Spanish police have arrested seven left-wing union activists for their alleged role in recent "Robin Hood"-style heists designed to highlight the plight of people suffering through the country's recession.
The activists on Tuesday stormed a supermarket and stole nine trolleys full of food that they later gave to the poor and unemployed.
Because, you know, if you take from one to give to another, that solves the problem, right?
The mayor of the nearby town of Marinaleda, Juan Manuel Sanchez Gordillo, took credit for one of the sackings and vows more will take place. Wait, that mayor was in on this? What kind of mayor --
“There are people who don’t have enough to eat,” said Gordillo who actually oversaw one of the sackings and instructed activists via megaphone. “So we’ve decided to expropriate basic foodstuffs and give them to a soup kitchen, which is having difficulties finding enough food for everyone, because demand has gone up.”
“In Andalusia and in Spain, it’s not the political powers that are in charge, it’s the banks, who have no heart, feelings or country,” he added.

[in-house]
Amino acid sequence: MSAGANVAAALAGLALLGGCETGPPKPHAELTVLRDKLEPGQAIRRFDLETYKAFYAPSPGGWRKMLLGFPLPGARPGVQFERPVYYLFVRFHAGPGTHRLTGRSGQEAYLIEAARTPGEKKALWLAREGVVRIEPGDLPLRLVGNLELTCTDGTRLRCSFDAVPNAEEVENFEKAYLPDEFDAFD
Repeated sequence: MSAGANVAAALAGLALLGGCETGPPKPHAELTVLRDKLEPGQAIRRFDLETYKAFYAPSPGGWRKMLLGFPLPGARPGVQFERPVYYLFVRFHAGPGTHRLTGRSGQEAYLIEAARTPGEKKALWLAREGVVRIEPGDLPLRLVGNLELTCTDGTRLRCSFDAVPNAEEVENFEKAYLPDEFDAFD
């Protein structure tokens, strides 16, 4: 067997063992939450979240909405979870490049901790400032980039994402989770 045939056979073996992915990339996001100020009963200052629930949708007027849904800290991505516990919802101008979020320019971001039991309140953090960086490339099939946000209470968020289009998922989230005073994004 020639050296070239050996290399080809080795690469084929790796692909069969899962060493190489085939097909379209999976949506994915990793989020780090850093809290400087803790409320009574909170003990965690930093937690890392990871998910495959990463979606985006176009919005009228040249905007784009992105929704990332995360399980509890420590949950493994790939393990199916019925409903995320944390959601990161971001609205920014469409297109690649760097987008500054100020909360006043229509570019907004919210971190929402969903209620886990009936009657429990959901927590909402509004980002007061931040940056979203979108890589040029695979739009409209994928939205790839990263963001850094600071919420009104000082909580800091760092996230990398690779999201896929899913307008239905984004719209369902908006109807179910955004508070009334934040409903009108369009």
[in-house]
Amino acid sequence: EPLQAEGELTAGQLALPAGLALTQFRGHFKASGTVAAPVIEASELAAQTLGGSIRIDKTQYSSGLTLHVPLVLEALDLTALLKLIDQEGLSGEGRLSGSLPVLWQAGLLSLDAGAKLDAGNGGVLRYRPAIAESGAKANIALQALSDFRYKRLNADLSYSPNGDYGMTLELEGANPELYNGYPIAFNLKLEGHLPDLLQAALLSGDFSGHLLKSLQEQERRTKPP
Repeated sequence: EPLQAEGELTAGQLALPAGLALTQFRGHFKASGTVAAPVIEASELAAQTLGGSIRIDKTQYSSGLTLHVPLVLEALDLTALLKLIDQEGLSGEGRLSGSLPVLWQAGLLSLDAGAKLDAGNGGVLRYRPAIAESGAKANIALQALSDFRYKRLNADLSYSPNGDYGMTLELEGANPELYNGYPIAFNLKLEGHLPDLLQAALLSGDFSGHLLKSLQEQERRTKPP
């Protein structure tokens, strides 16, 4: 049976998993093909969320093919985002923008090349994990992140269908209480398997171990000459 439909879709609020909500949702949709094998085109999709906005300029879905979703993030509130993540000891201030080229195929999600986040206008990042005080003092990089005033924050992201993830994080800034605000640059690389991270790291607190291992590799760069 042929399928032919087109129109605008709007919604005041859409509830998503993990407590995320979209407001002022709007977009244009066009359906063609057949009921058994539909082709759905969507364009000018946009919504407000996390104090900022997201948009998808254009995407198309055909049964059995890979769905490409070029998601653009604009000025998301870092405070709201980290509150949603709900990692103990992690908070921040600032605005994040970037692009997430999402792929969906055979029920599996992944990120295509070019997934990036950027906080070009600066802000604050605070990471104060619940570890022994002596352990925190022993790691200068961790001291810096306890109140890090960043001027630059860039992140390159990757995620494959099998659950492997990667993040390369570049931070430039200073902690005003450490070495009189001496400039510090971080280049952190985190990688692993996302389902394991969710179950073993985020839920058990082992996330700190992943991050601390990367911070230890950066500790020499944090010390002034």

For cash-strapped Spain, this sort of "activism" may become a trend.
Spanish Prime Minister Mariano Rajoy is fighting to prevent his country becoming the latest -- and biggest -- victim of the economic crisis crippling the 17 countries that use the euro and ask for a full-blown government bailout.
In an attempt to bring its economy under control and restore the confidence of investors, Rajoy has come up with a package of tax hikes and spending cuts he says is worth €65 billion through the end of 2014. But he is reluctant to tighten the screw further amid very real fears of unrest in the streets.
“Right now, we’re seeing things that surprise, hurt and outrage us,” said former leader of the United Left, Gaspar Llamazares, who applauded the "Robin Hood" attacks as a "symbolic gesture."
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The Associated Press contributed to this report. Mayor photo courtesy Irishtimes.com